Ranked #14 in the nation, we started off the season against #16 Virginia Tech in a nationally televised game in Blacksburg, in front of sixty-five thousand screaming fans. It was a difficult environment to play in, and we did nothing to help our cause. With eight first-time starters in the game, our inexperience showed early and often. Fumbles, interceptions, blocked punts, and penalties gave us little chance, and we trailed 24-0 before scoring in the fourth quarter. It was not a great start to the season. But we rebounded and defeated The Citadel and Miami of Ohio at home before winning our SEC opener against Mississippi State, 31-13. Our confidence was high and, after routing University of Louisiana--Lafayette the following week and dominating Florida 36-7 at Gainesville, we were a team to be reckoned with. Except for one thing. We had lost starting quarterback Matt Mauck to a broken foot in the Florida game. We managed to keep the winning streak going with a win over South Carolina. We were 6-1, atop the SEC and ranked #10 in the nation. But then we headed to Auburn.
We fumbled on our first play from scrimmage, and it didn't get much better from there. We turned the ball over five times and lost 31-7. The following week against Kentucky, we won only by virtue of the "Bluegrass Miracle," when Marcus Randall connected on a 75-yard Hail Mary to Devery Henderson on the last play of the game. Truth told, we probably should not have won. Alabama made sure there was no miracle the next week, soundly trouncing us at home, 31-0. After a fourth-quarter comeback against Ole Miss the following week, we were in a position to win the SEC West again and make a return trip to the SEC title game--if we could get past Arkansas in the season finale. With forty seconds left in the game, we led 20-14. The game was ours if we could simply stop Arkansas from a full-field drive. We couldn't. Arkansas quarterback Matt Jones threw the ball over the top of our prevent defense to Richard Smith for a 50-yard gain. A few plays later, he connected with receiver DeCori Birmingham on a 30-yard touchdown pass with nine seconds left. The extra point was good, and the wind was officially kicked out of us.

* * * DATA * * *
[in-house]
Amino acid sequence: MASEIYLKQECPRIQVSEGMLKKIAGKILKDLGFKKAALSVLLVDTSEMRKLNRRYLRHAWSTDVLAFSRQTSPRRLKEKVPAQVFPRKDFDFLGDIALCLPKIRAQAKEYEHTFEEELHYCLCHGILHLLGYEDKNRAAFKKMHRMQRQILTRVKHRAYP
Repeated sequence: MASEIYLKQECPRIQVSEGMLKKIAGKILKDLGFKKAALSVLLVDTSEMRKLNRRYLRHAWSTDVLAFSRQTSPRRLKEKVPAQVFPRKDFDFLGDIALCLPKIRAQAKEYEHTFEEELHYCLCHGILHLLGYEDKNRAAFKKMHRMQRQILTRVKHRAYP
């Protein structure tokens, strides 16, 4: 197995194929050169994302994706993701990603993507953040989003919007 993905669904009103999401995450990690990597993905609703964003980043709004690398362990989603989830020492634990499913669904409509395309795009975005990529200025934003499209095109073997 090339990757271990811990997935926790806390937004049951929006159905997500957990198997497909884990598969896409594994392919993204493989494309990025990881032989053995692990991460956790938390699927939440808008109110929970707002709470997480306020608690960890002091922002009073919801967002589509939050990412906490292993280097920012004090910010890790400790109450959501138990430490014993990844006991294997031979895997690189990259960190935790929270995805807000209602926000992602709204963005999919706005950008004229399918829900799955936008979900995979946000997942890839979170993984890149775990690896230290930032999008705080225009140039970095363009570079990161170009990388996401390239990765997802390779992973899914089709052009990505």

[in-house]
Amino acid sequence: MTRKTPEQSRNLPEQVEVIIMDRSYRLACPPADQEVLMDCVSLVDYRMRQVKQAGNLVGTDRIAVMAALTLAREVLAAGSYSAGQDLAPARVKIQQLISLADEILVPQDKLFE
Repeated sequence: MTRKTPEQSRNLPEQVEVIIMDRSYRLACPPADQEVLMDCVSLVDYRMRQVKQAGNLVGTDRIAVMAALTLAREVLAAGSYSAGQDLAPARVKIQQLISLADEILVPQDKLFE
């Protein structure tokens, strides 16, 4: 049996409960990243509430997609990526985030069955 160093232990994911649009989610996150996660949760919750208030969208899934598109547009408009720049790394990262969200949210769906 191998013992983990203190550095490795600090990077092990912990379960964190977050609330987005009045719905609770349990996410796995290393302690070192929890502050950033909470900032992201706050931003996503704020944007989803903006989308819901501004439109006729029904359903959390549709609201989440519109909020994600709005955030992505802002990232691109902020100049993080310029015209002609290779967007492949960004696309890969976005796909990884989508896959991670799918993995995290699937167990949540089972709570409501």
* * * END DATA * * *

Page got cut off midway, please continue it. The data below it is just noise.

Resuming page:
In my opinion, that's when we began our march toward the national championship.
After the crushing loss to Arkansas, we all rededicated ourselves to the little things. The awful feeling of that last-second loss had an indelible impact on everyone in the LSU program. Never again would we squander a lead; never again would we be outplayed in the fourth quarter; never again would we be outworked any day of the year. It was then that the championship team was born.
Immediately after the Cotton Bowl loss to Texas, the coaches hit the road--recruiting like never before--and the players hit the weight room. They voluntarily worked out almost every day, often in large groups, well before the official off-season conditioning began. In February, in the first official team meeting before off-season conditioning began, I asked everyone in the room--players, coaches, managers--to close their eyes and think about how they'd felt just months earlier, in the moments after the Arkansas loss.